But Not According To NBC
The host network was NBC. As soon as the spin room had closed, the eight-person line-up of analysts included Hillary supporter David Axelrod. This heavy-weight in the Democratic Party was brought in, it seems, to be the main advocate for claiming a Clinton win. It was Hillary all the way.
The social-media folks supported Sanders big time. According to his web site, 27 out of 30 undecided South Carolinians who participated in a Park Street Strategies focus group tagged Bernie as the winner. He also won as the most researched candidate on Google, picked up the most followers on Twitter, was the most discussed candidate on both Twitter and Facebook, and raised the most money -- $1 million -- averaging about $28 from 36,000 contributors.
The campaign report also said, "Sanders won the online TIME Magazine poll with 87 percent of the vote and won an online Univision poll with 68 percent of the vote." 
In view of the above was this rather odd quote from Chuck Todd, moderator of NBC's "Meet the Press": "Who's the front runner? If you only watched the debate and didn't read the polls, you might assume Sanders."
And then this one from John Podhoretz, editor of the ultra-conservative Commentary magazine: "Just filed my debate column. Preview: I hope Hillary had a good lunch yesterday, because somebody ate hers today."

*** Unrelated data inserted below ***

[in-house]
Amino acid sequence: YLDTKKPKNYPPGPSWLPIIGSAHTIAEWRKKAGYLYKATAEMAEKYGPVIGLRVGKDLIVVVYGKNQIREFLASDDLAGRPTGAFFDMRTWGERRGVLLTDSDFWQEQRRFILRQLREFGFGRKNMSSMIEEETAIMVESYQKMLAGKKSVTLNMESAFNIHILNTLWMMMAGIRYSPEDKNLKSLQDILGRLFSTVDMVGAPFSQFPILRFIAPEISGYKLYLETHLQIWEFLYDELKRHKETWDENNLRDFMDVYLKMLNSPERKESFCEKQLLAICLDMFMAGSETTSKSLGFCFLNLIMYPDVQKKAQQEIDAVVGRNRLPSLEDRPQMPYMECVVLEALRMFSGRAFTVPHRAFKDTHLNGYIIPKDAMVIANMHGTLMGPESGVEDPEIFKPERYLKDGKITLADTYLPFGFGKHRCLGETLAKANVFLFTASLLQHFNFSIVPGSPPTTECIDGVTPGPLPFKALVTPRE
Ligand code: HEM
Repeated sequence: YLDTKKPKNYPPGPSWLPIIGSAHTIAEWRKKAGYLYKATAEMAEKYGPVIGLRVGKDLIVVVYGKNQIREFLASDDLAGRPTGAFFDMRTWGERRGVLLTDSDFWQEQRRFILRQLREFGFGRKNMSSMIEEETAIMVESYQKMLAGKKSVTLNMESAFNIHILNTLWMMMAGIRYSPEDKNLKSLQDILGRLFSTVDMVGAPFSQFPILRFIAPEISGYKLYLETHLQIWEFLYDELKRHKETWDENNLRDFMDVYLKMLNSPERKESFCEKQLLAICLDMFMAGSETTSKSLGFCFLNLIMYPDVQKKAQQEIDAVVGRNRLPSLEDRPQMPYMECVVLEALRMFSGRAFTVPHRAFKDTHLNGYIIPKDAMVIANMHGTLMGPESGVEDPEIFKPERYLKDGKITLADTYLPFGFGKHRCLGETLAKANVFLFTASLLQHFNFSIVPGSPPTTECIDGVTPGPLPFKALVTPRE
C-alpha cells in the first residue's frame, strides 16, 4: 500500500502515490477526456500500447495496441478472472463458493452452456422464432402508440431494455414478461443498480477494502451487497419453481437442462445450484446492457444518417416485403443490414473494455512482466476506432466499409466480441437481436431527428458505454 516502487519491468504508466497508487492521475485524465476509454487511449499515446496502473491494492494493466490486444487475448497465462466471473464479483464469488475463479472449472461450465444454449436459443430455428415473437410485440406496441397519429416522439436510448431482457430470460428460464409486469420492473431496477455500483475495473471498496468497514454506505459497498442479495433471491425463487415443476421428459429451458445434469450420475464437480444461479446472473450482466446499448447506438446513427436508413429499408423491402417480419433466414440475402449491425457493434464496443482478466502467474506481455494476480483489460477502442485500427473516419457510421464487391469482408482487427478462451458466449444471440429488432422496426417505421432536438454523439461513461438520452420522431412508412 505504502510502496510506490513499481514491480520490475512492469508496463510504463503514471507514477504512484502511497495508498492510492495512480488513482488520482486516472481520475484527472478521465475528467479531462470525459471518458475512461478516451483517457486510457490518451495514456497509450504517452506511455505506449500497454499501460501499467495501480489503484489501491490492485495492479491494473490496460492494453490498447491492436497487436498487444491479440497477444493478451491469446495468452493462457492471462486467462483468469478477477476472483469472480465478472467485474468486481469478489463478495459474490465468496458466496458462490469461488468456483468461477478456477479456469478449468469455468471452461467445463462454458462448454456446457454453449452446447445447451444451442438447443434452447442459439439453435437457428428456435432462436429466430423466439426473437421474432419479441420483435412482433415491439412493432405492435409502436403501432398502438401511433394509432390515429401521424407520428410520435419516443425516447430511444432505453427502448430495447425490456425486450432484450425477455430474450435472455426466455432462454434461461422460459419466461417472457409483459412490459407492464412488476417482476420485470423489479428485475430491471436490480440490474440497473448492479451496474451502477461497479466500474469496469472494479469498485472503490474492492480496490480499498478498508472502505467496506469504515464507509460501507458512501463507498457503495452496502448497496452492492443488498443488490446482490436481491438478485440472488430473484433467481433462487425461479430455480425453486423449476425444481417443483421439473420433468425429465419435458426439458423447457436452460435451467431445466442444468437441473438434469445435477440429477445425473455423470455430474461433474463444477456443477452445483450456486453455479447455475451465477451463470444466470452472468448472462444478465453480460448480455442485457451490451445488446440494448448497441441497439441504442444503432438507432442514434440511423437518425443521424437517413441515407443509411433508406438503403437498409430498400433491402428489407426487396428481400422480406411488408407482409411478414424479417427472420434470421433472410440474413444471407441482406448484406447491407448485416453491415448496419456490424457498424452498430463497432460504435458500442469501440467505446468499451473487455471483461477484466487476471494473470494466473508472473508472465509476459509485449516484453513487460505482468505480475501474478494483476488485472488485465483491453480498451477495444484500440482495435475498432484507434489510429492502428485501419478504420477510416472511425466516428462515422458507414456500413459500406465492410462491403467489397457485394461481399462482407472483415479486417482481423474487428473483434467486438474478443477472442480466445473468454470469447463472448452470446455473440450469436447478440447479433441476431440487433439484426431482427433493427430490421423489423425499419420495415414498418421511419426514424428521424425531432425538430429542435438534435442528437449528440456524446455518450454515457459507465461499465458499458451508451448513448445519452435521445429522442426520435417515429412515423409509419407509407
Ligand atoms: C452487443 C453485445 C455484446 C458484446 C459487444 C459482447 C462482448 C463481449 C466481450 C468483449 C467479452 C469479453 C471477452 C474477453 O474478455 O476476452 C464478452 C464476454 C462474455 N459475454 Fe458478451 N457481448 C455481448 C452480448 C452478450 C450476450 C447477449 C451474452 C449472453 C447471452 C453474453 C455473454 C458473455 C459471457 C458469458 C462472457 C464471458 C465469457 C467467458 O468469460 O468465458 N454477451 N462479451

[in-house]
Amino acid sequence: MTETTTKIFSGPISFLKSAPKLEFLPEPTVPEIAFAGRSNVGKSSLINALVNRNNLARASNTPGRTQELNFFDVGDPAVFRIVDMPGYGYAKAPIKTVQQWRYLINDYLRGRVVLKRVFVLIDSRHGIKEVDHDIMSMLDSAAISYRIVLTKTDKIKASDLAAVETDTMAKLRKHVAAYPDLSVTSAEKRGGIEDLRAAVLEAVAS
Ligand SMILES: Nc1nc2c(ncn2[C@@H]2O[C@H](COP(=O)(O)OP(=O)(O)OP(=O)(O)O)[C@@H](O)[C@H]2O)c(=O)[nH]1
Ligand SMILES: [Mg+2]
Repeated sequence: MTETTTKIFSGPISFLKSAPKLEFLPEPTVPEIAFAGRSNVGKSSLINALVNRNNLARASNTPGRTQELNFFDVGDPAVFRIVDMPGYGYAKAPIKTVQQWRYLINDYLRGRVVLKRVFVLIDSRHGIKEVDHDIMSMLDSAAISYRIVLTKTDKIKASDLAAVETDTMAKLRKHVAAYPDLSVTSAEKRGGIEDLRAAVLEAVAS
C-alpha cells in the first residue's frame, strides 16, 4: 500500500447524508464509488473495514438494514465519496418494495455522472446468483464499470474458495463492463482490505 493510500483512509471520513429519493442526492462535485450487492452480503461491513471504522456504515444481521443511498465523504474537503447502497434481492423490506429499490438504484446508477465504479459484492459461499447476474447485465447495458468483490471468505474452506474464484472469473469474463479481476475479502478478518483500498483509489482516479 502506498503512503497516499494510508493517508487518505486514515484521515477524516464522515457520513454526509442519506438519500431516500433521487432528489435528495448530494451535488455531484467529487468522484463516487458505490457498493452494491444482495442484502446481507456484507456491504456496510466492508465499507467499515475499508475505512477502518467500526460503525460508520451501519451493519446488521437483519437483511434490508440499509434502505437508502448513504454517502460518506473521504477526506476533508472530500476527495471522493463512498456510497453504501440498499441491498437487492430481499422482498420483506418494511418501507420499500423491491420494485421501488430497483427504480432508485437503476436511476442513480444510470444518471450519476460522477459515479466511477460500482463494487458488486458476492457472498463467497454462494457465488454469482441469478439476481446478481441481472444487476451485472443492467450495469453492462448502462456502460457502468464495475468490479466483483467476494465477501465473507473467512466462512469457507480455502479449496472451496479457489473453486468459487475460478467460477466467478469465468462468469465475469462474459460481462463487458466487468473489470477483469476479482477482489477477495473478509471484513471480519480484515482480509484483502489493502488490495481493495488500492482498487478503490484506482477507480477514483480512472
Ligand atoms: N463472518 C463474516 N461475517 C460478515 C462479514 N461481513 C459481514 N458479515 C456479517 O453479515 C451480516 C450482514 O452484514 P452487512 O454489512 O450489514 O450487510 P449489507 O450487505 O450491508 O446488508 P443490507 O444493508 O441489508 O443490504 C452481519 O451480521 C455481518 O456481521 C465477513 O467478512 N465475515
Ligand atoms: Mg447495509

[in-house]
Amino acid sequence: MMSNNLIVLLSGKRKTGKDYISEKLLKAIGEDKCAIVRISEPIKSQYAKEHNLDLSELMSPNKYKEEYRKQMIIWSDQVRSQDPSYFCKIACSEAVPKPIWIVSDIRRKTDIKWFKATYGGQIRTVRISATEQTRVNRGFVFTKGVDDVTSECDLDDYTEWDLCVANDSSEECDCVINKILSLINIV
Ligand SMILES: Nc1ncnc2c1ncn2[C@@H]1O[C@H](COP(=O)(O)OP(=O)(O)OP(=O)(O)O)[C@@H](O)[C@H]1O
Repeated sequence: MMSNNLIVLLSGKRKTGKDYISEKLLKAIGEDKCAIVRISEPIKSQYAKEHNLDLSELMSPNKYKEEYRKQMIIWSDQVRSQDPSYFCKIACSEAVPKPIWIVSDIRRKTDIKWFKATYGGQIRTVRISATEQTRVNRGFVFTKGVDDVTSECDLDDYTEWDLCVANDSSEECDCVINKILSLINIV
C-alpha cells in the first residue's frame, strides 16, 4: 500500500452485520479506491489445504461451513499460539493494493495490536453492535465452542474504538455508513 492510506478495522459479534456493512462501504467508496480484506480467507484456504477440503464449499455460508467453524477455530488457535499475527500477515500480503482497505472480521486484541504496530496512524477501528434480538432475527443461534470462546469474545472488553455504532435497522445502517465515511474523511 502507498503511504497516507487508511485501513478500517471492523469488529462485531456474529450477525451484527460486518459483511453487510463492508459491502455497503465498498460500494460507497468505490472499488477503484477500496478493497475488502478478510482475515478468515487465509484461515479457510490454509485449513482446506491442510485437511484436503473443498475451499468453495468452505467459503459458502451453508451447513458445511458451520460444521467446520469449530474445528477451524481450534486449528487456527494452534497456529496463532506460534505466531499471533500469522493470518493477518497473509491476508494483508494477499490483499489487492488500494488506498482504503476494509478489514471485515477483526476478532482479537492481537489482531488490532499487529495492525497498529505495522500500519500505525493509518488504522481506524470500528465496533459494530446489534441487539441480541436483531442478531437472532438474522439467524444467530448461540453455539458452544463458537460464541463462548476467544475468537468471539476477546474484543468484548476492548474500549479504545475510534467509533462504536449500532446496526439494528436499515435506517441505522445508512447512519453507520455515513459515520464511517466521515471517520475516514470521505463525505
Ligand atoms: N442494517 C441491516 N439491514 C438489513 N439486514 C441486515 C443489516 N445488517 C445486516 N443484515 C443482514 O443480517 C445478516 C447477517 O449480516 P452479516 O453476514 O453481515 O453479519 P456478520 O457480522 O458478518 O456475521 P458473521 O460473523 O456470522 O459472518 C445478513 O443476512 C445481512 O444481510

And this summary by Chris Kofinis from the Democratic-leaning voters in his focus group: "From the beginning, Clinton was perceived as too negative toward Sanders. The attacks not only didn't resonate, they made him appear even stronger as he was able to reinforce his message in response."Bernie in Birmingham
Alabama is one of the thirteen SuperTuesday states that will hold their primaries or caucuses on March 1st. Bernie spoke to a crowd of 7,000 in Birmingham on the Monday of Martin Luther King Jr. Day.
The Birmingham News devoted most of its coverage over the controversy that arose because the rally was held in a school facility that was used as a "warming shelter" for the city's homeless. Some residents thought that this undercut Sanders' claim that he cared about the poor. In the end, the city officials were the ones who made the decision to rent out the hall. The Sanders' organizer had had no idea that the homeless would be displaced. He told the press that if they had known, the campaign would have helped set up cots as soon as the rally ended at nine and people would have brought in blankets, coats and food.